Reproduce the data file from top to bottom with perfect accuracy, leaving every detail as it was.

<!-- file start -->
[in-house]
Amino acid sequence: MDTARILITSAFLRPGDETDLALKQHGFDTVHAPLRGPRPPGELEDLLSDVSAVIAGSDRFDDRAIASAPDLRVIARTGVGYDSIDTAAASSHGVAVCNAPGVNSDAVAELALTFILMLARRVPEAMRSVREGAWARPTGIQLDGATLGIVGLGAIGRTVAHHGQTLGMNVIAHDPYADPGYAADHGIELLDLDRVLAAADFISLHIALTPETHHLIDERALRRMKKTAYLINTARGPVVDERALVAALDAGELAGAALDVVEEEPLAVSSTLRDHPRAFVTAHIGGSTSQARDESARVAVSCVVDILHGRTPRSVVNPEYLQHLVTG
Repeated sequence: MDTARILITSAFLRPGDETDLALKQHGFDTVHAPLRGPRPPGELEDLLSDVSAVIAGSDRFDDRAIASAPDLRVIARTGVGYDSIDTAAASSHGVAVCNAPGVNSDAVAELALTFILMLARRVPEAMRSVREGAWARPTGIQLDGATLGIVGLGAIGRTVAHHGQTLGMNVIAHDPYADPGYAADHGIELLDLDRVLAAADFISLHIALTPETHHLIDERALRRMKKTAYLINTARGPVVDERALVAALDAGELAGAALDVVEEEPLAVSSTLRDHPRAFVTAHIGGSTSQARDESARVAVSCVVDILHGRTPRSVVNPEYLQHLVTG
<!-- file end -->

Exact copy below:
[in-house]
Amino acid sequence: MDTARILITSAFLRPGDETDLALKQHGFDTVHAPLRGPRPPGELEDLLSDVSAVIAGSDRFDDRAIASAPDLRVIARTGVGYDSIDTAAASSHGVAVCNAPGVNSDAVAELALTFILMLARRVPEAMRSVREGAWARPTGIQLDGATLGIVGLGAIGRTVAHHGQTLGMNVIAHDPYADPGYAADHGIELLDLDRVLAAADFISLHIALTPETHHLIDERALRRMKKTAYLINTARGPVVDERALVAALDAGELAGAALDVVEEEPLAVSSTLRDHPRAFVTAHIGGSTSQARDESARVAVSCVVDILHGRTPRSVVNPEYLQHLVTG
Repeated sequence: MDTARILITSAFLRPGDETDLALKQHGFDTVHAPLRGPRPPGELEDLLSDVSAVIAGSDRFDDRAIASAPDLRVIARTGVGYDSIDTAAASSHGVAVCNAPGVNSDAVAELALTFILMLARRVPEAMRSVREGAWARPTGIQLDGATLGIVGLGAIGRTVAHHGQTLGMNVIAHDPYADPGYAADHGIELLDLDRVLAAADFISLHIALTPETHHLIDERALRRMKKTAYLINTARGPVVDERALVAALDAGELAGAALDVVEEEPLAVSSTLRDHPRAFVTAHIGGSTSQARDESARVAVSCVVDILHGRTPRSVVNPEYLQHLVTG